From Mark Medina, Los Angeles Times: Kurt Rambis had already seen the transformation last season, changing from Lakers’ assistant coach to the Minnesota Timberwolves’ head coach. The losing culture, the fledgling personnel and the bitter cold served as the most vivid differences compared to the Lakers’ 2009 title run, the loaded and steady roster and the year-round perfect weather. Minnesota also recently did something the Lakers wouldn’t need to do in a million years: putting out a full-page ad in the local newspaper in hopes to assuage concerns from its fan base. Among the highlights from the Timberwolves’ “long-winded letter” in the back of Monday’s Minneapolis Star-Tribune included the team’s admission it likely won’t win an NBA championship this season and a jab at Ricky Rubio. The Lakers wouldn’t need to resort to these measures in buying a full-page ad for The Times, as they’re eyeing a three-peat and have enjoyed being the main sports franchise in Los Angeles. But in case they were to change their mind, it might go a little something like this…

From Brian Tung, Silver Screen and Roll: Superstars are rare. We who are Lakers fans might lose sight of that from time to time, because we’ve had the fortune to watch so many, but it’s true: Superstars are few and far between. It’s part of what makes them superstars. So when you’re lucky enough to have one on your team, you root for him long and hard. Inevitably, those who aren’t lucky enough to have a superstar on their team send some bitterness your way. And because they aren’t lucky enough to champion their own superstar over yours, their only option is to champion some other team’s superstar—even more so, usually, than the fans of teams that have a superstar. It’s a bizarre sort of one-upsmanship where some third party ends up on top.

June 17, 2010 - Los Angeles, CALIFORNIA, UNITED STATES - epa02208456 Los Angeles Lakers' Kobe Bryant (C) and Lakers' Derek Fisher (R) celebrate after defeating the Boston Celtics as Celtics' Paul Pierce (L) walks away during game seven of the NBA Finals at Staples Center in Los Angeles, California, USA, 17 June 2010. The Lakers defeated the Celtics 83-79 to win their 16th championships.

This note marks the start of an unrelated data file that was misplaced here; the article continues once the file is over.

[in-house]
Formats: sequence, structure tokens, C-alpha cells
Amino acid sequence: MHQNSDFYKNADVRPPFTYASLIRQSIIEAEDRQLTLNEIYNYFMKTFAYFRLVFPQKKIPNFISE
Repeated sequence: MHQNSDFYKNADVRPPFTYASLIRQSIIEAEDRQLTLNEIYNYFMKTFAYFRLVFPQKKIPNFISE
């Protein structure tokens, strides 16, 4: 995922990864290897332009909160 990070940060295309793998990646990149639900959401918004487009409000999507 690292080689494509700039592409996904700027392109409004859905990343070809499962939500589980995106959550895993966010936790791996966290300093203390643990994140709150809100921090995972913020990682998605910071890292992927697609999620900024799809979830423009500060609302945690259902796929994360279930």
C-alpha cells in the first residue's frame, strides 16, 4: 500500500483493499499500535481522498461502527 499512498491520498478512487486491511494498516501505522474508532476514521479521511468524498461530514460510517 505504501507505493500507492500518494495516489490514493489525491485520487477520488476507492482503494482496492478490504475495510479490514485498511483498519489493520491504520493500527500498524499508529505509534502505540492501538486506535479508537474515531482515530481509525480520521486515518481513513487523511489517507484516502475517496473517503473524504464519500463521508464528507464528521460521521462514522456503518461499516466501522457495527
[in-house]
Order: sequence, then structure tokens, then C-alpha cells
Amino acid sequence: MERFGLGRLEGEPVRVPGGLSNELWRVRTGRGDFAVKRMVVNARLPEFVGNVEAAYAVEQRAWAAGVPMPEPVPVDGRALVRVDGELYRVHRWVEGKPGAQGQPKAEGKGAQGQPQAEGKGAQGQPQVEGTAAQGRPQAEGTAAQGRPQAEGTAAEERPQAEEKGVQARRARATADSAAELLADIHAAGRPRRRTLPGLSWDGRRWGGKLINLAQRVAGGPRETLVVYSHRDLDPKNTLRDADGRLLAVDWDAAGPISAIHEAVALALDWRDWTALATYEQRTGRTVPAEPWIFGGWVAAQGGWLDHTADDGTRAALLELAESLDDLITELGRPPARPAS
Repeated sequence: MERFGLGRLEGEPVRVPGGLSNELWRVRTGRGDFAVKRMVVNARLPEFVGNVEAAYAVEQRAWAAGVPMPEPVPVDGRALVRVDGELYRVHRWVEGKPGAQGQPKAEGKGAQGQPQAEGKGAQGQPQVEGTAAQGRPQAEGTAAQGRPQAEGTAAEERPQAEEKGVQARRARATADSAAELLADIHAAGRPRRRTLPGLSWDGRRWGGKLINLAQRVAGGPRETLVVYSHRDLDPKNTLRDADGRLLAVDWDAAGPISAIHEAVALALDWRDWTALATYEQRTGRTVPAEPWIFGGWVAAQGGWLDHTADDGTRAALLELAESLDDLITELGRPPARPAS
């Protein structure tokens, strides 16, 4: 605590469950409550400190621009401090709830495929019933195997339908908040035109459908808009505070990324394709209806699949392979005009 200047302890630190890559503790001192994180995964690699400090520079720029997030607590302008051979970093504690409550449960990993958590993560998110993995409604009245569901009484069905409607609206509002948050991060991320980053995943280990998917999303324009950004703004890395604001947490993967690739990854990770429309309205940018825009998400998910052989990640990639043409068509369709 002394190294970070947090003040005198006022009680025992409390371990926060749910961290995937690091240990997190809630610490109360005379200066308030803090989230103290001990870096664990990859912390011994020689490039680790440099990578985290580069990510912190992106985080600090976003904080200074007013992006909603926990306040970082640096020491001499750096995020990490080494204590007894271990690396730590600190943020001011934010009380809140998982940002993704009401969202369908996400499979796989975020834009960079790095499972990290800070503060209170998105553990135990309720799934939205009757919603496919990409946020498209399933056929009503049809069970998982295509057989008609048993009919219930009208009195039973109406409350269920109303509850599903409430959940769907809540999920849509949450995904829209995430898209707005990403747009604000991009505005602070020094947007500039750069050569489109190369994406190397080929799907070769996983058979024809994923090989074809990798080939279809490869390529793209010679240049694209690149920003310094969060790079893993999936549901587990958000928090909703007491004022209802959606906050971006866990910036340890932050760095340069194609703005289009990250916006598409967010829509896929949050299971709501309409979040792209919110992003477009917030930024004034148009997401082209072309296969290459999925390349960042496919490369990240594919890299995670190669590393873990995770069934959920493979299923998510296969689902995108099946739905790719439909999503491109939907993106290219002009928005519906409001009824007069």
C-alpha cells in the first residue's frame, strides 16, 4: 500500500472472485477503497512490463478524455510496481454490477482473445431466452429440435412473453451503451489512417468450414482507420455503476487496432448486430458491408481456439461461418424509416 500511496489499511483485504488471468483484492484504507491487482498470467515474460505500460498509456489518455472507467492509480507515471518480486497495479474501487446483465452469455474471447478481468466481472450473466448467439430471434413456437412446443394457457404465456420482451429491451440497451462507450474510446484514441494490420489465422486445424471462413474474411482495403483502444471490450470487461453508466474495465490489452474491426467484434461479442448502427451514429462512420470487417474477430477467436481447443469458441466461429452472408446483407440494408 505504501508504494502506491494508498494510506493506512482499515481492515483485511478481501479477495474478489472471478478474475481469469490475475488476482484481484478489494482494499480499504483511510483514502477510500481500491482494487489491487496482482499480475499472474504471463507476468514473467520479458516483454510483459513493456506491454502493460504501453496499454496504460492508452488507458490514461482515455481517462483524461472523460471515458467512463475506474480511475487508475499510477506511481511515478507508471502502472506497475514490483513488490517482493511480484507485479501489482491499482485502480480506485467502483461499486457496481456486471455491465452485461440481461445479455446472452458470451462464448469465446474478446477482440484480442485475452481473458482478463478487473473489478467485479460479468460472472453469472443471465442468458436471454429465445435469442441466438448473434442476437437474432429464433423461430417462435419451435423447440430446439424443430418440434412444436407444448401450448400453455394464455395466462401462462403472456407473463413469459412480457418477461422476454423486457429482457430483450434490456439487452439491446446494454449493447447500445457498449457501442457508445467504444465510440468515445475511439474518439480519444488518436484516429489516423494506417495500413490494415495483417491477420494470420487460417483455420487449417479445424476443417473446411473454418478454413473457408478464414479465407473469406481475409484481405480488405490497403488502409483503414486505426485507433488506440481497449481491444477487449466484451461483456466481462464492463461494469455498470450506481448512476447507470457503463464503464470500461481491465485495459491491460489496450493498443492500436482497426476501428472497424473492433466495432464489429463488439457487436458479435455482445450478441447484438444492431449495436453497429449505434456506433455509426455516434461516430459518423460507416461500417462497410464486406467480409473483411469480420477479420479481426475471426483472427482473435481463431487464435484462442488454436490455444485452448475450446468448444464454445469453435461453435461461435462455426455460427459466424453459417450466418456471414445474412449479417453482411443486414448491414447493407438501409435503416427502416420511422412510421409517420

The Lakers have been a blessed franchise.  From Minneapolis to Los Angeles the Lakers organization has fielded championship teams 16 times over and delivered fantastic memories for fans spanning several generations.  Being able to root for the teams led by the likes Mikan to West to Magic to Shaq to Kobe I think we can all agree that Lakers’ fans have been some of the luckiest in all of sports.

I bring all this up because an interesting question was raised in the comments yesterday that really got me thinking.  I’ll let commenter lil’ pau take it from here:

Artest’s acquisition, then so many injuries during the regular season including a Bynum heartbreak, then 2 out of 3 playoff series that I would call breathtaking (and the only bad one containing one of the all time best games in history), then coming back from 2-3 against the hated ones to win 2 straight at Staples, including trailing by 13 in the 3rd in game 7, to win for the first time on the home floor since 2000… and with Artest making a critical unlikely three…?!?! There’s a reason that last year turned out to be my favorite season as a fan, even including Showtime.  I wonder how others here think last season compared to other championship runs (2000 was also great, especially that incredible comeback against Portland, and also the year of the Magic baby-hook in the Garden…)

The question of someones favorite championship is a great one because I think everyone has that title run that most sticks out in their mind.  For example Chris J chimed in with his:

All told, I’d have to rank my favorite wins as 1985 — finally beating Boston, in Boston — and 1988, when the team went Back-to-Back after an all-out grind against Utah, Dallas and then Detroit.

Last season’s win will likely rank up with ‘85 and ‘88 over time. Beating Boston is always great, and there were so many memorable plays — Pau’s put-back vs. OKC; Kobe’s Gentry shot; Ron’s buzzer beater vs. the Suns; Fish’s three to tie Game 7 vs. Boston; and Artest’s three to ice the title, just to name a few.

Still, those just haven’t had time to fully sink in yet. Ask again in a few years and I bet people’s rankings are different.